Earth & Environment - Posted by Tim Lucas-Duke on Wednesday, August 1, 2012 14:05 - 0 Comments
Whales hang out in Antarctic later into autumn
DUKE (US) — Lots of humpback whales are remaining in bays along the Western Antarctic Peninsula to eat krill late into autumn, long after scientists thought their annual migrations would begin.
The study, published July 30 in the journal Endangered Species Research, provides the first density estimates for these whales in both open and enclosed habitats along the peninsula in the Southern Hemisphere’s late autumn.
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It suggests that the little-studied bays are late-season feeding grounds for humpback whales and much more important than scientists previously thought. It also highlights changes that might be occurring in the region in response to the later arrival and reduced extent of winter ice cover associated with rapid climate change.
“The old dogma is that by late autumn, the ice is heading in and the whales have headed out. But 70 percent of our surveying took place in waters with no ice, and we detected 371 groups of humpback whales over a 654-kilometer survey area, with density estimates of up to 1.75 whales per square kilometer,” says David W. Johnston, a research scientist at the Duke University Nicholas School of the Environment and lead author of the paper.
At that density, “if you were to walk to the bridge of a ship and look around, you’d spot two whales within 500 meters of the boat. That’s higher than anyone expected,” Johnston says.
The highest densities of whales were found in narrow, enclosed sections of Wilhelmina Bay, Andvord Bay, and the Errera Channel. The lowest densities—as low as 0.02 whales per square kilometer—occurred in the open water of the adjacent Gerlache Strait, which separates the Palmer Archipelago from the Western Antarctic Peninsula.
The researchers conducted the study aboard the National Science Foundation (NSF) research vessel Laurence M. Gould in late April through early June of 2009. NSF funded the study.
“Establishing the autumn density of humpback whales in the inshore regions of the Western Antarctic Peninsula is crucial for understanding the role they play in this rapidly changing ecosystem,” says Ari S. Friedlaender, a researcher with the Duke University Marine Lab. “Our results provide a new perspective on the magnitude of predator-prey relationships in the region as the Antarctic winter sets in.”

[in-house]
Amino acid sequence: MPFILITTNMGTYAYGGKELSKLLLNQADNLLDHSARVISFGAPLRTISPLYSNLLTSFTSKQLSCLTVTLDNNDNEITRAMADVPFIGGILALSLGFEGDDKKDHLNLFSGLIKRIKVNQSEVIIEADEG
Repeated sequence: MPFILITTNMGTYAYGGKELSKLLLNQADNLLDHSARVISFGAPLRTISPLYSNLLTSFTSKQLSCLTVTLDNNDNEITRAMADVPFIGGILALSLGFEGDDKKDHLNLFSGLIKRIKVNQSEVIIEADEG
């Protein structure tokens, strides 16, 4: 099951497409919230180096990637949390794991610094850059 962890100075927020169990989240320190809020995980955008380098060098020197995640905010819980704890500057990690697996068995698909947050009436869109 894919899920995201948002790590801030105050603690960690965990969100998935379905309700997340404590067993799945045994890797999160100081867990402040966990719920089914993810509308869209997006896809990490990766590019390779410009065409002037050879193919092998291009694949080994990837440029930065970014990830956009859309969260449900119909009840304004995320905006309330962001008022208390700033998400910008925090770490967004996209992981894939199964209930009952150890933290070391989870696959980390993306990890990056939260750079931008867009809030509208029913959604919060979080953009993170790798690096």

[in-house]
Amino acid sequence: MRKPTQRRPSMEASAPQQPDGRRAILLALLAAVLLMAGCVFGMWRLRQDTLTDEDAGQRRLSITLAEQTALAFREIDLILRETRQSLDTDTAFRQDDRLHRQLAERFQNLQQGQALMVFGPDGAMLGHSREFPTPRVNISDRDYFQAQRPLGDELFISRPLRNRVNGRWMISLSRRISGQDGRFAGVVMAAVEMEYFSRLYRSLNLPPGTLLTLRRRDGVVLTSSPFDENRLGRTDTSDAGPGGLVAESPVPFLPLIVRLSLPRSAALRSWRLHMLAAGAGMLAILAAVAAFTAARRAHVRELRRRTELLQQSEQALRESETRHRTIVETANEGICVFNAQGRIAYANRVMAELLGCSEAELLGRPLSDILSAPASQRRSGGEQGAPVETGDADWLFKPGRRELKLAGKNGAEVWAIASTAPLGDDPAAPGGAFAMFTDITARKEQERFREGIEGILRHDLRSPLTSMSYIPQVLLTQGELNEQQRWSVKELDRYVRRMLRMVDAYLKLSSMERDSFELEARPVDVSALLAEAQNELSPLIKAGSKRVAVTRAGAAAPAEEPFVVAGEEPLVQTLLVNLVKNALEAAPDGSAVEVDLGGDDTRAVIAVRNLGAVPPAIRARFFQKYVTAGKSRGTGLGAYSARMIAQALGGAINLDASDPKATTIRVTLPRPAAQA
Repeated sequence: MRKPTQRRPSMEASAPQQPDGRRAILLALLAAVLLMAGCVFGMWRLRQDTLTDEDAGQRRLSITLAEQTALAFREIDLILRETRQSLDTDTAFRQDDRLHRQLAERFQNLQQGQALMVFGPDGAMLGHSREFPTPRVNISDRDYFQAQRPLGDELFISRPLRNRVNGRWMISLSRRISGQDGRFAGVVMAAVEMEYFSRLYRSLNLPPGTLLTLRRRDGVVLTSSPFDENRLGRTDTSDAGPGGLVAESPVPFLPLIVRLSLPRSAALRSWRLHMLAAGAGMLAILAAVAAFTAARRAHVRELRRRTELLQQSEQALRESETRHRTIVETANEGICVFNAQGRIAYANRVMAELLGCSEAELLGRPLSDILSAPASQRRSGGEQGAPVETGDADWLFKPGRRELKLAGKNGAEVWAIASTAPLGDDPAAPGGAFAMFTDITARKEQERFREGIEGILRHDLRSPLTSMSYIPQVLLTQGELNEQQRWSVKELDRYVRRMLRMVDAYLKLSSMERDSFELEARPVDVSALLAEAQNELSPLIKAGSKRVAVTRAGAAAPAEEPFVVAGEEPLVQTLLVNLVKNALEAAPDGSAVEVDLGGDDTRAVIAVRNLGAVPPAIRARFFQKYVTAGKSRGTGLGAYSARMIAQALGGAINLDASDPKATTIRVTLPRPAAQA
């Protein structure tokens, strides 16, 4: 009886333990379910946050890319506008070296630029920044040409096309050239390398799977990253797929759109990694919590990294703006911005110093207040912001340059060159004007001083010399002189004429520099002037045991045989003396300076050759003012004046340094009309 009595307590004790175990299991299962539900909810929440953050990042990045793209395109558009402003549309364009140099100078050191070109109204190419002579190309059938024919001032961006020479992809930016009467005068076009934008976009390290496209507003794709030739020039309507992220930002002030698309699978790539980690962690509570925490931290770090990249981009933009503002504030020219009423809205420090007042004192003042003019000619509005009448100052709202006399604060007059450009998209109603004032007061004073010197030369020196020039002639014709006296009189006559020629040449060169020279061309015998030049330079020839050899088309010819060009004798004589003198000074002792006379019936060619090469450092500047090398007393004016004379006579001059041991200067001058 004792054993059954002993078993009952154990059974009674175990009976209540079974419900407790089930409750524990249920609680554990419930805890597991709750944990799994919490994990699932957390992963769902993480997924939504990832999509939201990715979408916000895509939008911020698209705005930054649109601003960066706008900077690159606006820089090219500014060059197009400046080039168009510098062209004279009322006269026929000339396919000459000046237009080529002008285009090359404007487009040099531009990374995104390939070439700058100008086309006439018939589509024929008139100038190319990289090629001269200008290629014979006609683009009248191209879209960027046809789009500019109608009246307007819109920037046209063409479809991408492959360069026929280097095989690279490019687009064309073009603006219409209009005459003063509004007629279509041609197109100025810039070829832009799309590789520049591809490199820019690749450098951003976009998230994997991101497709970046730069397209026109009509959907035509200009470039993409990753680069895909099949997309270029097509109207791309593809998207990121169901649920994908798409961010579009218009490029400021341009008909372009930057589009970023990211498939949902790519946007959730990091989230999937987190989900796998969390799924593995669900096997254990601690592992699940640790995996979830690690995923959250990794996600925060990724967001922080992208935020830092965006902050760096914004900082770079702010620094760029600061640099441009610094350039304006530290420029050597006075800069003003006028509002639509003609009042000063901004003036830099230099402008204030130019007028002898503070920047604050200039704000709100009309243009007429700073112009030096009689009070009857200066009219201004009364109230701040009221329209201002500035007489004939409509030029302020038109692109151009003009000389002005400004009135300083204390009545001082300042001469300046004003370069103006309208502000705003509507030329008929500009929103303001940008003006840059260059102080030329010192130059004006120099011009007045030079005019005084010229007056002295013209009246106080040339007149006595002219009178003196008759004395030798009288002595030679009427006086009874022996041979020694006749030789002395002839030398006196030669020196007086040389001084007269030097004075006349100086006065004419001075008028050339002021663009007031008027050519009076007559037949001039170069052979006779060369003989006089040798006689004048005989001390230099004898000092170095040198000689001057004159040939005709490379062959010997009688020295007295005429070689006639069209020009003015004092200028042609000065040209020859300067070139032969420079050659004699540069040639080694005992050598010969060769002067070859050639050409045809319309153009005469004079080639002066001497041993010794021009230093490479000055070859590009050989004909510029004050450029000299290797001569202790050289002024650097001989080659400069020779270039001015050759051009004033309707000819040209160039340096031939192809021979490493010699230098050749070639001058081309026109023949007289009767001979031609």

Scientists have long known the waters around the Western Antarctic Peninsula are important foraging grounds for humpback whales that feed on swarms of shrimp-like krill, but previous studies have been conducted earlier in the season or in open waters farther from land.
Being the first to estimate densities in the peninsula’s narrow in-shore waters was a challenge, Johnston says. The line-transect techniques and distance-sampling methods scientists traditionally use for this type of study weren’t well suited to the bays’ tight quarters, tricky currents, and jutting shorelines.
“We had no idea that the whales were going to be packed up in these narrow channels and passages. We had to think on our feet a bit and use alternative sampling approaches and incorporate data from other portions of the project,” he says.
For instance, data collected from tagging the whales and tracking their underwater movements turned out to be incredibly useful for estimating densities, too.
“Once we knew their dive behaviors, we could establish how likely it was that we might miss them as we were traveling along the surface of the water,” Johnston says. “That’s not something we would have been able to do using only the traditional methods.”
The other two authors on the study are Andrew J. Read, associate professor of marine conservation biology, and Douglas P. Nowacek, associate professor of marine conservation technology.
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